ration distributions through July 2004. If new commitments
are not received by February 2004, however, WFP foresees
future pipeline breaks.

12. Refugees anecdotally reported that decreases in
rations contribute to increased cases of refugee girls
trading sex for grain milling costs, school fees or food.
Refugees generally said that the only food they eat comes
from WFP. They reported not having additional sources of
income with which to supplement their rations. Refugees
also indicated that they exchanged WFP commodities for non-
food items, including pots and cooking utensils.

----------------------------
INCOME-GENERATING ACTIVITIES
----------------------------

13. Refugees are engaged in a number of income-generating
activities sponsored by UNHCR and designed to decrease
their dependence on food assistance. These activities
include basket weaving, soap production and raising
poultry.

14. These activities appear to be having limited success.
Due to the movement restrictions imposed by the GOT and the
lack of a market outside of the immediate area of the
camps, many of these activities have little chance of
achieving profitability or expansion. For example, the
only revenue generated by a basket-weaving initiative came
from the charitable contributions of government, UN and
donor-government officials who were visiting the camps.
Indeed, during our visit we were encouraged to buy
something in support of the initiative. A number of these
projects do not make enough money to cover their production
costs.

15. The inevitable weakness of these projects and other
coping mechanisms is further reinforced by the fact that
GOT does not support them because they fear that they could

lead to local integration, something that the GOT wishes to
discourage. For example, suspension of the four-kilometer
rule prevents refugees from working on the land of local
Tanzanian farmers.

----------------------------------------
WFP/UNHCR JOINT ASSESSMENT MISSION (JAM)
----------------------------------------

16. Each year WFP and UNHCR conduct joint food assessments
of refugee camps in Tanzania. This year's assessment
covered a wider range of issues, not just food security,
and was done June 16-26, 2003.

17. Among its findings was recognition that the refugee
ration level should be increased beyond 1857 kcal per
person, per day; the GOT should be encouraged to be more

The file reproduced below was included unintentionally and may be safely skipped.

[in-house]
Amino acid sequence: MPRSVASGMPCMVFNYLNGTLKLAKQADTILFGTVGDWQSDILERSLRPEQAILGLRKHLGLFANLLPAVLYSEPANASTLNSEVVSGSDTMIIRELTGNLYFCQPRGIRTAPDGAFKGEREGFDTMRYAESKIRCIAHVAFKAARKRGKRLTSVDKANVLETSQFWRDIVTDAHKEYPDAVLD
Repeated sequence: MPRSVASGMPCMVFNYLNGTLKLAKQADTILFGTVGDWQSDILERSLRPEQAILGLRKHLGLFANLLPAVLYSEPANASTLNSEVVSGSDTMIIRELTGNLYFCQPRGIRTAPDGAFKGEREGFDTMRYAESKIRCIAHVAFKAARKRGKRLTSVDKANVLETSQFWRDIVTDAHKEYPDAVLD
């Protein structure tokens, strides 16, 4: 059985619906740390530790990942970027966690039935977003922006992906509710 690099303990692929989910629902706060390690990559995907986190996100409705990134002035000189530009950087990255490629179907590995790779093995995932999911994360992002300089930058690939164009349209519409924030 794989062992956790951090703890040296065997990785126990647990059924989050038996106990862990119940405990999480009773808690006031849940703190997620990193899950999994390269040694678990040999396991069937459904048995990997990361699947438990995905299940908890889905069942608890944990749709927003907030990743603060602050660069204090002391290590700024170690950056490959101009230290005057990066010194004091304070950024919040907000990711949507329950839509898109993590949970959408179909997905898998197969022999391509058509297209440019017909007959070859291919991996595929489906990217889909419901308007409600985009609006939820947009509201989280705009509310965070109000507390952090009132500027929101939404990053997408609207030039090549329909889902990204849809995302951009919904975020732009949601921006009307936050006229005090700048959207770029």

lenient towards the movement of refugees and their
interactions with the surrounding communities; and UNHCR
should assist refugees in gaining access to wider markets
for their handicrafts.

---------------------
REFUGEE REGISTRATION
---------------------

18. It is UNHCR's responsibility to register refugees.
Refugee registration was last conducted in Tanzania in late
2001, nearly 2 years ago.

19. Some UN field staff believe that the refugee count in
camps in Tanzania is inflated. In one instance in
particular an interlocutor estimated that the inflation
could be as high as 20-30 percent, although this estimate
has been called into question and he was not able to offer
any concrete evidence.

20. UNHCR/Tanzania will serve as the pilot for a new
initiative for registering refugees. This system, known as
biometrics, involves retinal scanning and/or fingerprint
analysis to identify and register refugees. UNHCR should
begin the pilot program within the year.


-----------------------------------------
BUFFER STOCKS: A QUESTION OF TERMINOLOGY?
-----------------------------------------

21. In response to concerns that it was more concerned
with replenishing depleted buffer stocks as opposed to
providing refugees the full ration (Ref C), WFP responded
that it was not sitting on a supply of excess or buffer
commodities while refugee food ration levels were less than
100 percent.

22. WFP representatives explained that having a two month
buffer stock simply meant that they try to retain a two-
month supply in the camps at all times in case of any
logistic hiccups that might arise. It is not/not
additional in any way. Rather, it is a part of their in-
country stocks and an integral part of the food pipeline.

-------------------------
COMMENTS AND OBSERVATIONS
-------------------------

23. Notwithstanding WFP's move to increase refugee food
rations above 1857 kcal per person, per day, concerns
remain as to whether or not this ration level is adequate.
There are those who believe that the current level is
adequate, while others advocate that the level should be
raised to the international standard, which is 2100 kcal
per person, per day.

24. The recent JAM assessment, while supportive of an
increase in the current ration level, was inconclusive as
to what the appropriate ration level should be.

25. The JAM assessment also found that the fluctuations in
the ration level had no impact on the overall malnutrition
level of refugees. However, a recent UNHCR/UNICEF
nutrition report concludes that ration cuts and government

restrictions on the movements of the refugees contribute to
higher levels of malnutrition in the Tanzanian camps.

26. UNCHR was questioned as to why Tanzania was not chosen
as a country for the implementation of a Memorandum of
Understanding (MOU) between WFP and UNHCR that transfers
some responsibilities for refugee feeding from UNHCR to
WFP. UNHCR responded that they were hesitant to experiment
with such a large refugee population and thought that such
a move would weaken their link with the refugees. This
rationale appears weak and it is hence recommended that
this issue be further reviewed by WFP and UNHCR.

27. Exaggerated figures of the overall refugee population
in camps should be of great concern to WFP and the donor
community and highlight the need for an updated
registration of refugees.

28. Efforts by WFP and UNHCR to encourage the GOT to relax
the movement restrictions on refugees should be supported.
HALL


NNNN
2003ROME04672 - Classification: UNCLASSIFIED